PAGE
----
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 Post subject: Re: Wascally Wabbit
PostPosted: Mon Nov 09, 2009 4:16 pm 
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Joined: Tue Oct 20, 2009 12:22 pm
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Location: Frisco, Tejas
Well, we have 3 cavs, Mom, Dad and Baby... OK, Baby is almost three now but she was born on my foot and will forever be the baby. Two weeks ago she ran under a car and miraculously came rolling out the back in one piece with a few bruises and a little scrape. I can't risk anything that could endanger them at all - I confess that those three are my 'blanket' as soon as I hit the couch to watch TV and though I swore I would always stick to proper, manly, BIG dogs.... alas, I am a victim of CDAS (Chick dog adoration syndrome). Best dogs in the world though - stuck to me like glue when I had my cancer surgery and had to lay around doing nothing for a few weeks (wouldn't recommend that, not fun)

Cavs are sweet, lovable, adorable and absolutely dumber than a drunken dung beetle. They were made to lay in your lap, keep your feet warm and make you laugh. If they had to survive in the wild, they would be screwed.

I'm going to see if I can make some homemade rabbit scram - $25 for a quart jar of bloodmeal and white pepper is silly and I have a LOT of garden space... I also have some seriously nasty habeneros in the veg garden, might spray some of that around their favorite foods. This week, the favorite is muscari (blue grape hyacinths). Need to take some garden pics and post them, it would be hard to fence the front yard where they raise hell.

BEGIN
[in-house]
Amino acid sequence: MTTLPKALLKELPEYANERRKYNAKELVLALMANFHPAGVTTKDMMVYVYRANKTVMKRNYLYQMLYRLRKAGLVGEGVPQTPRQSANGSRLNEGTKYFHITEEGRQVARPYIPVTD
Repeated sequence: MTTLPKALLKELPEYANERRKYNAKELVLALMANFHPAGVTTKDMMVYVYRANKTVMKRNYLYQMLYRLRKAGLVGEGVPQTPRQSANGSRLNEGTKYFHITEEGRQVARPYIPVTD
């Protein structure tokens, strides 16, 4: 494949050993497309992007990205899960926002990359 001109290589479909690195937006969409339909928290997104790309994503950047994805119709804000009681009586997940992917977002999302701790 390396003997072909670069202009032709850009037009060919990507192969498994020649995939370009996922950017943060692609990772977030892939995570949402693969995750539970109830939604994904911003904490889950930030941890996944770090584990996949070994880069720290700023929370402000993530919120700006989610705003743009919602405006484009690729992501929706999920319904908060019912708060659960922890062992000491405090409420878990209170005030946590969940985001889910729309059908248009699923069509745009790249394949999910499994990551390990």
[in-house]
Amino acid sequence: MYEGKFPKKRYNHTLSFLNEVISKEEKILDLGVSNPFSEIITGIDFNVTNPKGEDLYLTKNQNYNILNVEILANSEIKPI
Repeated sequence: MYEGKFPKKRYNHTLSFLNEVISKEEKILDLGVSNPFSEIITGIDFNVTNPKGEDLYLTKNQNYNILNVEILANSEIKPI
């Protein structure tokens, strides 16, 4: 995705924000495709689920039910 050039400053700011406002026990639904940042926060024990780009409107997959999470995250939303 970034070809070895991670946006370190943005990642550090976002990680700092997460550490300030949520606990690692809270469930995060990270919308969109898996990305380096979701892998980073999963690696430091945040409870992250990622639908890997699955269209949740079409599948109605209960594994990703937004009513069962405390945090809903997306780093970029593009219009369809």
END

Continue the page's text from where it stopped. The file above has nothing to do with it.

Know what you mean about the strawberries, I have a bit of a tantrum when I find teethmarks in mine. I'm a nature lover until mealtime... then I'm all about "hey, I'm at the top of the foodchain here pal"


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 Post subject: Re: Wascally Wabbit
PostPosted: Mon Nov 09, 2009 9:04 pm 
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I think making your own is a great idea, at least it's worth a try. It sounds, as a friend of mine says, that the Rabbit Scram folks are "very proud of their product." Doesn't mean you should have to pay that much!

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 Post subject: Re: Wascally Wabbit
PostPosted: Mon Nov 09, 2009 11:04 pm 
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A few other ideas...I have pinwheels all around my lettuce and spinach crops to intimidate the bunnies--works like a charm.
You can find them cheap at dollar stores. A few realistic looking fake snakes can help too, move them around every day and that can keep the bunnies away.


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 Post subject: Re: Wascally Wabbit
PostPosted: Tue Nov 10, 2009 5:30 am 
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Location: Frisco, Tejas
Hadn't thought of rubber snakes.... I wonder if the faux owls would make them nervous too??


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 Post subject: Re: Wascally Wabbit
PostPosted: Tue Nov 10, 2009 2:33 pm 
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This may have already been mentioned but the Rabbit Scram product works better than anything on the market and better than the homemade recipes.


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 Post subject: Re: Wascally Wabbit
PostPosted: Tue Dec 29, 2009 11:06 am 
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Joined: Tue Oct 20, 2009 12:22 pm
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Location: Frisco, Tejas
Well, I set out my Pansies and Violas a few weeks ago, after growing them from seed this year I had quite a bit of concern that the buffet would look interesting to the wabbits.

1 Jar of Rabbit Scram has thus far saved my plants and saved the rabbits from being stoned or shot which is nice... I hate seeing my hard work eaten unless it is in the veggie garden but I don't have the heart to throw a rock at the rabbits either.